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For the cost of a round trip ticket to Horta in the Azores you could get a closeup look at a lot of boats that have had to sail at least 1,000 miles of open Atlantic to get there. (It's also a very nice place to visit, so you can't lose.)
I haven't done a statistical analysis of the boats there (although I think Jimmy Cornell and, earlier, Eric Hiscock have done something of the kind) but I have walked the docks a lot on my three trips there. There is probably an example of every sort of sailboat that will confirm ones prejudices about what makes a good offshore boat--from small catamarans to beefy motorsailers to 19th century gaffers.
If there is one characteristic that seems proponderant (though by no means universal) it is displacement. There are light displacement boats to be sure, but they tend to be larger boats so their actual displacement (rather than than their displacement as a percentage of their length) is still fairly high. In boats less than 40', heavy displacement seems to be favored.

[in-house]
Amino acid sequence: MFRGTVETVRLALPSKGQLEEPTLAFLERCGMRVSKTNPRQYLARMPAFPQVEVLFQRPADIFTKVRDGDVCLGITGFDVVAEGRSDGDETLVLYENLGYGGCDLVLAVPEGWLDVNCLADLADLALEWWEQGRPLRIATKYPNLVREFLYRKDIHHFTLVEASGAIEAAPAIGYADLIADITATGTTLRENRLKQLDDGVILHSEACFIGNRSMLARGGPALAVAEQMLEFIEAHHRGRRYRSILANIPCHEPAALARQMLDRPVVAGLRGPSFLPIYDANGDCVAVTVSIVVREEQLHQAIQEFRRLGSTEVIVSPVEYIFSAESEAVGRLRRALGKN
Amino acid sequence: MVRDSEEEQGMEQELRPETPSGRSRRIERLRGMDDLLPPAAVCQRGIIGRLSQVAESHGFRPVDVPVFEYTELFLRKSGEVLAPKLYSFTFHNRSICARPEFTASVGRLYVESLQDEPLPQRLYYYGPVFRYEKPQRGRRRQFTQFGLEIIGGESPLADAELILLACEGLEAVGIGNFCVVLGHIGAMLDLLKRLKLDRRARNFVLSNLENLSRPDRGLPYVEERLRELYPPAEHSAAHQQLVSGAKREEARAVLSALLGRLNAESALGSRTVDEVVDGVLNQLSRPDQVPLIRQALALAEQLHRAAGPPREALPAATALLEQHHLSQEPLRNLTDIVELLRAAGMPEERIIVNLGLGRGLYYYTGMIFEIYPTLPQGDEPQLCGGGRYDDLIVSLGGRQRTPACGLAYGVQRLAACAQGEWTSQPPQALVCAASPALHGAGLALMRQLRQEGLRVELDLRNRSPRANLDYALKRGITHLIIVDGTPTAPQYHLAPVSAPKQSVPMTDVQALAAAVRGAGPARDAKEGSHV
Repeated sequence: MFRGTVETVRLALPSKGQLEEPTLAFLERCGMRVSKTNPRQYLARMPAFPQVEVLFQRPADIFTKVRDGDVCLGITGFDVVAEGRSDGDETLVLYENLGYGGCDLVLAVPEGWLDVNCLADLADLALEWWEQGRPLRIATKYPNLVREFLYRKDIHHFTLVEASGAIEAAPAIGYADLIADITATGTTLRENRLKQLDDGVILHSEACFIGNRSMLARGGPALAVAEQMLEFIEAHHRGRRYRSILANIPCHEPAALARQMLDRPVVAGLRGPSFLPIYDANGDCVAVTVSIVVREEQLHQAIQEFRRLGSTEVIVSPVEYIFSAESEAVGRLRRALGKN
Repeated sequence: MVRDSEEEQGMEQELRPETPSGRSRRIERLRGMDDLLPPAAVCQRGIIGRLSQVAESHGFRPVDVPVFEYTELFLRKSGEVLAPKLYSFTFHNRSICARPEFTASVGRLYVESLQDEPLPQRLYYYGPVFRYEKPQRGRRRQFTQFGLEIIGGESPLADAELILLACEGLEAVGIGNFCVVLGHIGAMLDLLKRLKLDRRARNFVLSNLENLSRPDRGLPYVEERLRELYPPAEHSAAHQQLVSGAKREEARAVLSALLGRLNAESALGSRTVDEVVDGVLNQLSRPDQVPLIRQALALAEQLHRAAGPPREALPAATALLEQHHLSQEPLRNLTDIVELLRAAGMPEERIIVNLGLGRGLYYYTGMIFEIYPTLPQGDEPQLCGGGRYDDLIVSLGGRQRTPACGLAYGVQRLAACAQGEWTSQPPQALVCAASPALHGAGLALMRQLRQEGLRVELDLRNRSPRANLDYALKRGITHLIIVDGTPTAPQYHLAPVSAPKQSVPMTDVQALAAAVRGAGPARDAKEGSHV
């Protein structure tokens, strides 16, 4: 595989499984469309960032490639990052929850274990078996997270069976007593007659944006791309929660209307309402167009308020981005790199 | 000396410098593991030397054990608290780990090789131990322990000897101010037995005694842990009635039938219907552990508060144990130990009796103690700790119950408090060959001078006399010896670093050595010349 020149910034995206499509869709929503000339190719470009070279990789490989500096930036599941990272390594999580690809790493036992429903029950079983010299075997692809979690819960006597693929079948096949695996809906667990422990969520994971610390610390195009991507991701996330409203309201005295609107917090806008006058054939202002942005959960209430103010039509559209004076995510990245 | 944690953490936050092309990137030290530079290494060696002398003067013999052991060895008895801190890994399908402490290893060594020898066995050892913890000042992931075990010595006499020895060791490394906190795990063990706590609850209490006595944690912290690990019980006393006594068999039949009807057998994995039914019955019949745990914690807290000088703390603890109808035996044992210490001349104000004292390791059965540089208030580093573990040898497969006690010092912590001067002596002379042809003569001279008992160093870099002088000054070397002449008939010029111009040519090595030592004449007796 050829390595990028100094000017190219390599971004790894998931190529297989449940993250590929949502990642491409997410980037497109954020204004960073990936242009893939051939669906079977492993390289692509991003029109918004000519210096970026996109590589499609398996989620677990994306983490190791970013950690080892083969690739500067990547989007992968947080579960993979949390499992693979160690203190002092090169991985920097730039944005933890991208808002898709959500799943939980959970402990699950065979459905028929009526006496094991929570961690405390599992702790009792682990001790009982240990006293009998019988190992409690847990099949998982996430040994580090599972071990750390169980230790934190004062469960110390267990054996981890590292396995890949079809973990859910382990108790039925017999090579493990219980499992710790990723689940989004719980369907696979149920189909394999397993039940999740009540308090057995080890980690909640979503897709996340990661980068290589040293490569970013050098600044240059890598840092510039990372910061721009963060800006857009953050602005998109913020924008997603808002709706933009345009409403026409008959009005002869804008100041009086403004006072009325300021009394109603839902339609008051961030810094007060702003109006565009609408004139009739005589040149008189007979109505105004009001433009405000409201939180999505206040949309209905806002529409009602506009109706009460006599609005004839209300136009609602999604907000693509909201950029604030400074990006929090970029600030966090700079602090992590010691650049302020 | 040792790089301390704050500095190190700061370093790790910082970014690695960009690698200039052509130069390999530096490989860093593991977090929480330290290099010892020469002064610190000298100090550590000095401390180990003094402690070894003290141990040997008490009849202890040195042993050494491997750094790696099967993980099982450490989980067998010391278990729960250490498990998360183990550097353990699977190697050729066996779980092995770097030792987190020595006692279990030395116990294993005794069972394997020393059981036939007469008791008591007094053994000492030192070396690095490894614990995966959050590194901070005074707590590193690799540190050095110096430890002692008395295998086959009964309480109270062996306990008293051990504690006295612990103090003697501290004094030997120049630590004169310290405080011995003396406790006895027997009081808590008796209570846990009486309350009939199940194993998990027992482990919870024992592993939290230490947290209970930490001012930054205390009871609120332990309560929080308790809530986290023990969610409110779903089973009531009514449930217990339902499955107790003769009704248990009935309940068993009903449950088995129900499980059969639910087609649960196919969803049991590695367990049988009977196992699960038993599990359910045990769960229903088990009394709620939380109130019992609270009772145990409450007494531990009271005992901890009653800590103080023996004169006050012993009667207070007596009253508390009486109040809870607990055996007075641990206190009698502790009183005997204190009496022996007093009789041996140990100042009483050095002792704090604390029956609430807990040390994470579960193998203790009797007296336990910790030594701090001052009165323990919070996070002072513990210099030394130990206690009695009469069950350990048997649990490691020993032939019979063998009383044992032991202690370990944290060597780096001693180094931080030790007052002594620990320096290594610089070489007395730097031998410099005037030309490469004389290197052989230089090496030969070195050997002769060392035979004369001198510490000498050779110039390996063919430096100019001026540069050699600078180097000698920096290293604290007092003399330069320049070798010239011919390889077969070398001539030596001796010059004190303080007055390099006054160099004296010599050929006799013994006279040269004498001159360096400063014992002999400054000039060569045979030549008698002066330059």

The category that seems to be under represented is the otherwise ubiquitous 35-40' production sloop from Beneteau, Hunter, Jeanneau, etc. This could be for a number of reasons: they are fairly recent so fairly expensive; they are not optimized for ocean sailing--but then neither are a lot of other boats there; they are new and so distrusted by sailors who are by nature a conservative lot; or their formula of maximum internal volume, high initial stability and small underwater lateral plane is not favored by ocean sailors.
Maybe someone should hire the folks at MidAtlantic Yacht Services in Horta to conduct a survey of the boat types over the course of a couple of years to see where the ocean cruisers are putting their money. Although the result might not be a useful analysis but more like a laundry list of sailors' opinions and prejudices.
Fuller disclosure department: my own boat (see photo below at Gibraltar) was not designed as a dedicated offshore cruiser nor bought by me for that purpose. It seemed to me then (and still does seem to me) to be a versatile boat for offshore and coastal cruising and even some friendly racing. And I like the way it looks. How you quantify that in a survey, I don't know.
Last edited by Nottoway; 12-10-2007 at 05:01 PM.